The Surprising Reason Behind Your New Food Allergies
On a recent visit, my sister and I joined forces in the kitchen and started to slice and dice an assortment of fruits and veggies for a simple raw salad. As we got to the apples, she made a confession. “I know this might sound strange, but I think I’ve recently become allergic to red and green, and basically all kinds of apples. Does that make any sense?” The fruit that she’s eaten for 28 years with no problem now causes her throat to itch like crazy. Was the culprit wax, pesticides, or something else?
Research shows that new food allergies tend to pop up in your twenties and thirties, thanks to life and body changes like hormone levels, stress, pregnancy, environmental irritants, and even chronic illness. And, unluckily for us ladies, there’s a higher incidence of adult-onset food allergies in women over men.
Although gluten, soy, nut, and egg allergies get the most attention these days, the most common culprit of new food allergies in adults is actually pollen. Pollen-food allergy, also known as oral allergy syndrome, is triggered by traces of different pollens found on raw fruits, vegetables, honey, and even nuts that may cause reactions such as a burning in the mouth, itchiness, gastro distress, and, in serious cases, anaphylaxis. If you have seasonal allergies, there’s a 1 in 3 chance you may experience an oral reaction to pollen.
If you think pollen might be to blame for your tingling tongue and itchy mouth, try examining your diet to identify the offending foods. Here are some of the most common offenders when it comes to harboring pollen proteins:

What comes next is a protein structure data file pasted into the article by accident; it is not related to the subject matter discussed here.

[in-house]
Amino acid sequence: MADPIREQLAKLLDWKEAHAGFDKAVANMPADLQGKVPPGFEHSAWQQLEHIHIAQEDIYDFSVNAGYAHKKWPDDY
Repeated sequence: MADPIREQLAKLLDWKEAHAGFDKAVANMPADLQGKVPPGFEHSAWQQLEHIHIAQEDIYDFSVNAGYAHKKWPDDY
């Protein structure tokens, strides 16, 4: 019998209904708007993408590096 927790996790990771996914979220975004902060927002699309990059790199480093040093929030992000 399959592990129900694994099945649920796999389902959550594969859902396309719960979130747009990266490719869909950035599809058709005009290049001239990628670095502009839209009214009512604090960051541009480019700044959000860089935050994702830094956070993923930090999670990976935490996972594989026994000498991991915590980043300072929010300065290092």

You’re Reacting To: apple, berries, plums, peaches, celery, or almonds
It May Be: A cross-reaction to birch pollen, small proteins released from birch tree. This allergy may cause reactions ranging from eczema to hoarseness and a raw, scratchy throat. Apples are the most common carrier of this allergen, but other foods such as celery and carrots may also trigger a similar response, according to researchers from the University of Michigan.
You’re Reacting To: honey bee products, such as bee pollen supplements, royal jelly, raw honey, or propolis lozenges
It May Be: An allergy to bee pollen. Unfortunately, eating these protein-packed, antioxidant-rich superfoods may set off a cross-reaction that triggers allergy symptoms like a skin rash or lightheadedness, or even full-blown anaphylaxis.
You’re Reacting To: melons, kiwi, banana, zucchini, cucumber, or teas including Echinacea and chamomile
It May Be: Because of ragweed. Pollen from this flowering plant that may cause runny nose, hives, and swelling when you eat raw foods containing it. With produce like bananas and zucchinis, you may experience less of a reaction by cooking them.
You’re Reacting To: Tomatoes, melons, cucumbers, or oranges
It May Be: Grass-pollen-related. You might experience an itchy skin rash when you eat foods containing this fine, powder-like pollen. Consider experimenting with various forms of tomato, such as paste and sauce, as well as juicing these fruits or vegetables to see whether your reaction lessens at all.
When pollen-related allergies strike, there are several ways to manage, treat, and prevent symptoms. Try to peel the fruit or vegetable before eating it, since most of the pollen proteins are found in the skin. You could also experiment with cooking your produce, because heat may reduce pollen proteins on food and has found to mitigate reactions in most cases (except for with celery and nuts). You may also want to try an elimination diet, or avoiding the food altogether to see if symptoms subside, or start a food journal or log to better pinpoint the types of fruits, nuts, and veggies that are giving you the most trouble.
Have you ever experienced allergic reactions after eating produce?